The crops in my Kleefeld area look very good. We have actually had less-than-average rainfall with no gigantic rain events to damage the crops. On my little “nano” farm, the peas are in swath but it has rained a small amount most days since, the wheat is almost ready to harvest and the oats will not be far behind.
I plowed up one of the hayfields and am anticipating seeding it to fall rye. The garden peas, cherries, strawberries and raspberries have been picked, the green beans are at peak season, the cucumbers and tomatoes are just starting to come in, we have been sneaking some potatoes from the occasional plant and the chickens are ready for the fryer.
I hope to have some potatoes to store in my newly constructed root cellar. The sweet corn is still a week or two away from harvest.
Harvest is the most critical and time-sensitive activity on any farm. It is also the activity that demands the most labour. Until 175 years ago, manual labour harvest for small grains required four to 10 people, each working a 10-hour day to harvest one acre.
Even when mechanization such as the steam engine and the threshing machine were adopted, trainloads of young men from all over North America descended onto the Prairies to bring in the harvest. It took a crew of 10-12 men around one threshing machine to thresh 80 acres per day if the weather was good. It took about a week to complete the harvest at each farm, if there was no rain. It also took a house full of women to keep the men fed.
Hiram Moore is credited with inventing the combine in 1834. The machine included reaping (cutting), threshing and winnowing in one operation. This was one of the most important labour-saving devices invented in agriculture. The basic concept of the machine that Hiram Moore invented 175 years ago is still used today, with no substantial change except to add size and an air conditioner, oh, and a satellite radio so we can listen to golden oldies while the canola pours into the tank behind us.
Now, modern combines can harvest 20 acres per hour or 200 acres per day and that is with only one person on the combine, but you still need at least one more person to haul the grain. Today two persons can harvest 200 acres or 100 acres per person per day compared to one-tenth of an acre per person per day in a manual labour harvest, so that is 1,000 times as much work per person in 175 years. That is an incredible change!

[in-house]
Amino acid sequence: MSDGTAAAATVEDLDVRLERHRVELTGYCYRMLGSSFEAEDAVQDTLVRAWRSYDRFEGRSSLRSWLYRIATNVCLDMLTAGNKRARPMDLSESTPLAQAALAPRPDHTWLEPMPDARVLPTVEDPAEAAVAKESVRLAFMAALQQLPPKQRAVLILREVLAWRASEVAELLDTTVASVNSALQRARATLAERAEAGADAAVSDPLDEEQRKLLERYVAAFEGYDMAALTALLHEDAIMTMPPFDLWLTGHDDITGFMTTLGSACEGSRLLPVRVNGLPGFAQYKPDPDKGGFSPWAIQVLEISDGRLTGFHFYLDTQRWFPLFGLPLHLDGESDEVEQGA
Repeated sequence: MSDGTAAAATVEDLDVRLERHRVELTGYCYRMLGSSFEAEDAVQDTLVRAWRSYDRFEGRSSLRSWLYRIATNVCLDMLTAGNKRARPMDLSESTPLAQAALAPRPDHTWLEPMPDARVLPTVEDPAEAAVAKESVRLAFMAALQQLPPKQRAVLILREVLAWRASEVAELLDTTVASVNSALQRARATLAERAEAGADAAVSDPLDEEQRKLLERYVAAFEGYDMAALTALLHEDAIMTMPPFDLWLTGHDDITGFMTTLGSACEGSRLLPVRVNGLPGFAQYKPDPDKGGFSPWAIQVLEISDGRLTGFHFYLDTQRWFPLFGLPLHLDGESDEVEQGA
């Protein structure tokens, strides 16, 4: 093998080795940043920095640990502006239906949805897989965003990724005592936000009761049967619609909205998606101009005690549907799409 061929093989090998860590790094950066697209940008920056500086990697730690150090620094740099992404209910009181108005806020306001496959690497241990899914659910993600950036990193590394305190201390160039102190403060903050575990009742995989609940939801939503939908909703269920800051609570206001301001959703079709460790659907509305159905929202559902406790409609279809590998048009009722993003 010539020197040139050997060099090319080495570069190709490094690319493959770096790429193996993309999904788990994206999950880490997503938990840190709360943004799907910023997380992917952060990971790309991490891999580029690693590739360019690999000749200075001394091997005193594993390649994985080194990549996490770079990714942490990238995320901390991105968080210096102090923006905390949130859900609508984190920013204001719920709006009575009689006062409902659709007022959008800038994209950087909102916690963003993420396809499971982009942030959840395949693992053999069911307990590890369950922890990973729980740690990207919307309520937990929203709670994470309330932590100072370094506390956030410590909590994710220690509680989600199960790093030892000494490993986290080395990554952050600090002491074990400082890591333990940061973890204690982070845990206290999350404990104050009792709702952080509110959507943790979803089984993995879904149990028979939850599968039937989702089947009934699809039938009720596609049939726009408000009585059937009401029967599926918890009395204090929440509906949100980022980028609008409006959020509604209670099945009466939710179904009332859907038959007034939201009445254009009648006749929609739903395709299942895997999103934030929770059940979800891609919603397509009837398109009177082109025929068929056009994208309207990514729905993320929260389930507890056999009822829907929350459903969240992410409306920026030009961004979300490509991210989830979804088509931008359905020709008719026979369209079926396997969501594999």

It has been said that a farmer with all acres in spring annual small grain crops needs to be able to seed in 10 days, spray in 10 days and harvest in 10 days because that is the window of opportunity that the weather will allow in Manitoba.
Therefore one combine at 200 acres per day can do about 2,000 acres unless you are a bit more diversified and start your hay harvest in June with alfalfa/grass hay, continue on to forage seeds in early July, then on to winter wheat at the end of July early August then on to spring annual crops, then on to soybeans and corn later in fall, then finish with sunflowers when the snow flies in October.
With that much diversity you would have much more than 10 days and could either have a smaller (cheaper) combine to harvest the same number of acres or the combine you have could harvest more than 2,000 acres in a season.
Grain farming is becoming a lonely job because so few people are required and for such a short time. I just came back from buying some honey at my neighbour’s honey farm and three generations were working on the farm. Grandparents were filling the containers, parents were taking the supers off the hives and the kids were extracting the honey in the yard. There is more labour required on a honey farm compared to a grain farm and the labour can be done relatively safely by young people. There was conversation and the feel of community on that honey farm.
Grain farms still have some sense of community, especially around the dinner table — which is probably the pickup tailgate at harvest. Harvest dinners for the workers are as anticipated as Christmas is for kids. At harvest time I looked forward to full-course meals of fried chicken, potato salad, cucumber salad and of course saskatoon or raspberry pie every day.
The harvest sequence
“To every thing there is a season” (Ecclesiastes 3)
Among all of us in Manitoba, we harvest an incredible diversity of crops and livestock. All of our farms together could be in harvest season almost every month of the year. I tried to list all the crops we grow in Manitoba and their harvest sequence.
- May: Maple syrup and rhubarb in April. Lettuce and spinach.
- June: Strawberries, first cut of hay, saskatoons and garden peas.
- July: Zucchini, raspberries, kale, honey, green beans, cucumbers, peppers, cherries, plums, tomatoes, forage grass seed, second cut of hay.
- August: Fall rye, winter wheat, field peas, barley, wheat, oats, apples, sweet corn, straw, canola, alfalfa seed, leafcutter bees, hemp, onions, garlic and chokecherries.
- September: Flax, chickens, potatoes, carrots, edible beans, soybeans, deer, waterfowl, field corn, hazelnuts, watermelon and turnips.
- October: Pumpkins, squash, sunflowers.
- December: Pigs, lamb, beef, firewood in December.
- Winter: Fence posts, lumber, fish in winter.
- Any time, all the time: Milk and eggs.
Did I miss any? What do you harvest that is not on the list?
I wish you a great harvest this fall.